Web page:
Boris is fighting for the lions share of a minority

Despite everything, it looks like Boris Johnson is a winner for the Tory party. At least, that’s what his supporters would you like you to think. He’s (illegally) prorogued parliament, seen off some of the party’s oldest standing members, shrugged off scandals and, at one stage, suggested he’s willing to break the law to see Brexit through. The more conflict he creates, the more his polling rises. Earlier this month 35 percent of the public said they’d vote for him if there was an election held tomorrow. Meanwhile, Labour languishes around 20 percent, having been in the forties a couple of years back. But a third of the vote is obviously not enough for Boris to get a clear majority, and he seems to be losing points as a “do or die” Brexit looks less certain. It’s understandable why be believes that the more he pushes the “will of the people” agenda, the more votes he will get. To a point.

But 35 percent of the vote isn’t that impressive. Theresa May, who didn’t outwardly attract a lot of public support, was polling in the forties earlier this year, even as plans were afoot to oust her. Labour too were doing considerably better. It all went pear shaped when Brexit wasn’t delivered, giving fuel to Nigel Farage’s newly founded Brexit party. By June it sucked the life out of Tory support, but Boris Johnson has fought back and put Farage back in his place. For now. If we’re still in the EU at the end of October, the tables could turn again. Whatever the mix of pro-Brexit parties, it seems they collectively will gather about 45 percent of the vote. Hence, Boris is fighting for the lions share of the smallest piece of the pie.

Sadly, this highlights the single story behind Brexit. In 2015 YouGov polls were showing that UKIP was consistently polling around 17 percent of the vote. By this time, for four years they had diluted the Tory vote, giving Labour the lead on the polls. With the Coalition with the Lib Dems dead, killing off UKIP was the only option but, as we know, it didn’t exactly go according to plan for PM Cameron.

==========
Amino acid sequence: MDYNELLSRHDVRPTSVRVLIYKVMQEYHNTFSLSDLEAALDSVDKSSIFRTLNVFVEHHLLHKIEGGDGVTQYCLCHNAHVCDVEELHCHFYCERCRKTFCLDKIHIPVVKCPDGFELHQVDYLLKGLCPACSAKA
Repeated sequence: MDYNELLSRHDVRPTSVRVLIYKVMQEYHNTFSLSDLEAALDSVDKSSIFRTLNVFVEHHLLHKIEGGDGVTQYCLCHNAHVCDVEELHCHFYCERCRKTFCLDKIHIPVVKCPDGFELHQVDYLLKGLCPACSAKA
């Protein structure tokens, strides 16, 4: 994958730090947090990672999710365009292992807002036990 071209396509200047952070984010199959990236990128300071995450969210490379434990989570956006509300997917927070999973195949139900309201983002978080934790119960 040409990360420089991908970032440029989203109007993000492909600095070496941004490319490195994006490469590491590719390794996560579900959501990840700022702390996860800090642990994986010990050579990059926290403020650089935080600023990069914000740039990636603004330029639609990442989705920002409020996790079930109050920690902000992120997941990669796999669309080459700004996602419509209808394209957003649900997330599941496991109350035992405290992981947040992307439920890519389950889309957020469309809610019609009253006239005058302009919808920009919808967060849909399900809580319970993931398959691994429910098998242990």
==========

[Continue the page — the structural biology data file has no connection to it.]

The tragedy is, where did all the anti-EU sentiment come from? There’s always seen opposition in the UK. YouGov polls show that back in 2012, between 48 and 51 percent of the population would vote to leave the EU if the opportunity presented itself. But, back then, there was also a lot of uncertainty. Almost a quarter of those polled said they wouldn’t vote, or they didn’t know which what they’d vote. Now only 7 percent don’t have a clear opinion, and only 7 percent wouldn’t vote. Over the years Nigel Farage has clearly done a good job of whipping up the issue and solidifying opinions, one way or another.

The disappointing conclusion is that, whilst our Prime Minister promises to leave, come what may, people’s attitudes have changed. Polls just after the referendum had 45 percent wanting to leave, against 42 percent choosing to remain. Nine consecutive YouGov polls since September 2017 have had remain in the lead, most recently six points ahead of leave.

In short, we have a Conservative government fighting another pro-Brexit party to wrangle control and deliver something that, if the polls are to be believed, the majority are set against. That’s democracy for you.

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